Decarbonisation gives rise to new opportunities in South Africa

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  • President Cyril Ramaphosa says it is critical that South Africa remains on par with other countries that have taken steps to incentivise manufacturers to invest in the production of electric vehicles in the country.

This after global auto manufacturer BMW announced that it will be investing some R4.2 billion to equip its Rosslyn Plant in Tshwane to build the next generation BMW X3 hybrid plug in vehicle. This will be the first locally produced electric vehicle to be produced on South African soil.

President Ramaphosa emphasised that government, civil society, business and labour must work together to ramp up production of these vehicles to secure the future of the auto manufacturing in the country in the face of decarbonisation.

BMW X3 plugin hybrid. Image credit: BMW

“Among other things, this means that auto manufacturers need to be supported to expand their investment in the production of new energy vehicles in South Africa. We currently have a range of measures to support automotive manufacturers, such as the Special Economic Zone incentives, the Automotive Investment Scheme and others.

“We will soon be finalising a strategy to support the transition to electric vehicle manufacturing that is affordable and effective. It is key that South Africa keeps up with other countries, including on the continent, that are incentivising the manufacture and uptake of electric vehicles as the world moves towards decarbonisation,” the President said on Monday in his weekly newsletter.

Across the globe, countries – particularly those in the global North – are beginning to implement or mull carbon taxes on imports and this may have severe implications for local exporting industries and jobs in the future.

President Ramaphosa said in light of this, South Africa’s Just Energy Transition Investment Plan (JET IP) is critical to “direct resources both to supporting workers, communities and industries affected by the shift towards renewable energy sources, and to investing in new industries like green hydrogen and electric vehicles”.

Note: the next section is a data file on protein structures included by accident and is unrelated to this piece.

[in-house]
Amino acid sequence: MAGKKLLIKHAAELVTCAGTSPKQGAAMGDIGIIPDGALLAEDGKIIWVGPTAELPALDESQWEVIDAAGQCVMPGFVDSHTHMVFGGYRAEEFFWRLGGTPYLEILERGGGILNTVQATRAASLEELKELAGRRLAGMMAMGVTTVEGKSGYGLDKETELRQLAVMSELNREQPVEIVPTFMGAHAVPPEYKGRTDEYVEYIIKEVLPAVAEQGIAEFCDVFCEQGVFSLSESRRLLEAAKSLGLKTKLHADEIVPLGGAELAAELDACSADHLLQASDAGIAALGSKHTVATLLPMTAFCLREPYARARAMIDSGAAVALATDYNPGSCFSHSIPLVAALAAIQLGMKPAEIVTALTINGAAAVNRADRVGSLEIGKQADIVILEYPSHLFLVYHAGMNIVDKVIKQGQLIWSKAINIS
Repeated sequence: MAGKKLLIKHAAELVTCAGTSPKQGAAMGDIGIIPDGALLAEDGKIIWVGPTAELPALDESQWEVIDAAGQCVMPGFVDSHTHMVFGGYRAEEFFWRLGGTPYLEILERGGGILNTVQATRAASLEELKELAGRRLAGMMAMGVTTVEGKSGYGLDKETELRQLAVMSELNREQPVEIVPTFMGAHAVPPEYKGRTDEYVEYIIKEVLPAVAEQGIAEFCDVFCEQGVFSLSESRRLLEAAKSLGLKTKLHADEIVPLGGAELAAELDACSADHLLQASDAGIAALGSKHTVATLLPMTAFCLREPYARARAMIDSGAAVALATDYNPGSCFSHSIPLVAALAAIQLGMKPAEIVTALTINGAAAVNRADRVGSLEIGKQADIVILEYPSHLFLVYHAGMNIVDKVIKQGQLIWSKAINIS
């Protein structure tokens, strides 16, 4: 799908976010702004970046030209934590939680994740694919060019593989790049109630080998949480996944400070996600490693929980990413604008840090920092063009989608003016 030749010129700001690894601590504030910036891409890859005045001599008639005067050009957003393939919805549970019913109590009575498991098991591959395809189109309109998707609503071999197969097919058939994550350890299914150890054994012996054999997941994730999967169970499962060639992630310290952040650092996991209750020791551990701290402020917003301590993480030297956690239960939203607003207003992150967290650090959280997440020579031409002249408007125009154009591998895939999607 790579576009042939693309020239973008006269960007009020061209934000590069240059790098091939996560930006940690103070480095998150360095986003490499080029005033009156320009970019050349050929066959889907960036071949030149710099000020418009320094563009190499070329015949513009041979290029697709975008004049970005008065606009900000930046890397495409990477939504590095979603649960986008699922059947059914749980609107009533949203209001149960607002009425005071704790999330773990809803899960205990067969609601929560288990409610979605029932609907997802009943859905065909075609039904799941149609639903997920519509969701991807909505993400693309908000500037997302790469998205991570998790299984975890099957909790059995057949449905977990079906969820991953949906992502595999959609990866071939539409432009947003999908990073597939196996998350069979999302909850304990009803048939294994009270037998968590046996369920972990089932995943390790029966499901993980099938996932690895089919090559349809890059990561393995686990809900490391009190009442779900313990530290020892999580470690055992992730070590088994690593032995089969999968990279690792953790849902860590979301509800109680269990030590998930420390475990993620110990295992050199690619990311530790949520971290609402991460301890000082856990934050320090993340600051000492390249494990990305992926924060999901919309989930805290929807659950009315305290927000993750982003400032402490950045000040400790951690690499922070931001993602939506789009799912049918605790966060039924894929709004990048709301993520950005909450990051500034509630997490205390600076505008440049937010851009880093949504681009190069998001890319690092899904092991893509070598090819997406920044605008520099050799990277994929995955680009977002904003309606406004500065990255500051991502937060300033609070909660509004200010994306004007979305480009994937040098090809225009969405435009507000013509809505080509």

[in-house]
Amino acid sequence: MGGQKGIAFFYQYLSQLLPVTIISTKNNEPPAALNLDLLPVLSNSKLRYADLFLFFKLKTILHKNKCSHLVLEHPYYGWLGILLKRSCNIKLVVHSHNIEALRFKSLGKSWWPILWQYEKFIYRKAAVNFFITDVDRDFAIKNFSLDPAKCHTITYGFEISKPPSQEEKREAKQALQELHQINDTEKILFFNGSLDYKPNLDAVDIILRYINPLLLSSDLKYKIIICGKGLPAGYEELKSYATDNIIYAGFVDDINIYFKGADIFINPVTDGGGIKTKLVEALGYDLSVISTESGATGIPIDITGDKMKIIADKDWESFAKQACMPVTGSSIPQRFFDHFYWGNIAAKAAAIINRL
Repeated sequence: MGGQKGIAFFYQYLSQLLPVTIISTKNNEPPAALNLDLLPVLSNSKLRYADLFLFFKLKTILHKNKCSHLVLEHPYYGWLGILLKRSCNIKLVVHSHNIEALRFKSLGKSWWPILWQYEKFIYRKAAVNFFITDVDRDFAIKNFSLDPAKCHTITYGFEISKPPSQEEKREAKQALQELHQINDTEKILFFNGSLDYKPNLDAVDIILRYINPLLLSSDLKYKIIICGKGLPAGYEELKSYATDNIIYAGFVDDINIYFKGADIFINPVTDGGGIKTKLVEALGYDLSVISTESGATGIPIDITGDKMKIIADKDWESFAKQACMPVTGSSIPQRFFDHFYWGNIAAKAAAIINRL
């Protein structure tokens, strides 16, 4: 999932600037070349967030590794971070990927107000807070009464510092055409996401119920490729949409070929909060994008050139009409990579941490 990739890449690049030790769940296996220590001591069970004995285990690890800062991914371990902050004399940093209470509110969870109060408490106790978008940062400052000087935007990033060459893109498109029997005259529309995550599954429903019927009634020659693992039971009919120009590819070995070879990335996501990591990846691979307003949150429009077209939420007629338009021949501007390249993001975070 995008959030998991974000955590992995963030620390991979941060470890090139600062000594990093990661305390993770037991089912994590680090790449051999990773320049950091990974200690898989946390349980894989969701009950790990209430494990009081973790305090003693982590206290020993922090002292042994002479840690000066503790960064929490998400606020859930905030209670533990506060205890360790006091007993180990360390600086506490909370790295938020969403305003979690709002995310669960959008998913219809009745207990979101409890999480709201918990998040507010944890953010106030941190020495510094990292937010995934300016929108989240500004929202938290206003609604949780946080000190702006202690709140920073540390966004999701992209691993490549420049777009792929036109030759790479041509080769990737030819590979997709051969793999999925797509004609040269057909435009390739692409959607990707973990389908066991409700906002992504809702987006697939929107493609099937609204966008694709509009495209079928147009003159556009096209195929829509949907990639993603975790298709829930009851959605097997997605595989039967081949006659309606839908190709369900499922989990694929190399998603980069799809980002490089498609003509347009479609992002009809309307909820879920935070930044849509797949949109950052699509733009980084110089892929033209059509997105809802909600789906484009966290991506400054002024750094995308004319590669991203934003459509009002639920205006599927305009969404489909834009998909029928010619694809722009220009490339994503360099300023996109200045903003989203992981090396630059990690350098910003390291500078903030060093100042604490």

“This is particularly important as many of our export markets are increasingly seeking to reduce the negative environmental impact of the goods they produce and import. The European Union, for example, has decided to ban the sale of new petrol and diesel-powered motor vehicles from 2035.

“This has significant implications for South Africa since Europe accounts for about 60% of our motor vehicle exports. This presents both a threat to our auto industry, which mainly produces petrol and diesel vehicles, and an enormous opportunity,” he said.

The opportunity, President Ramaphosa explained, lies in the mineral resources of the country.

“South Africa has some important advantages. We have the world’s largest reserves of platinum and are an attractive location for renewable energy, both of which are important elements in the production of green hydrogen. Such hydrogen can be used as an e-fuel in some models of vehicles, which are exempted from the EU ban,” he said.

The President reiterated government’s stance that despite uncertainty around decarbonisation and how this will be translated in just and equitable manner, it is an opportunity to “grow and diversify our economy and create employment”.

“The decarbonisation of our society can be used to drive growth, improve industrial competitiveness, create jobs and harness the potential of innovation.

“Whether it is in the auto industry, energy or other economic sectors, we are confident that our country is taking the necessary steps towards a low-carbon future that leaves no-one behind,” President Ramaphosa said.



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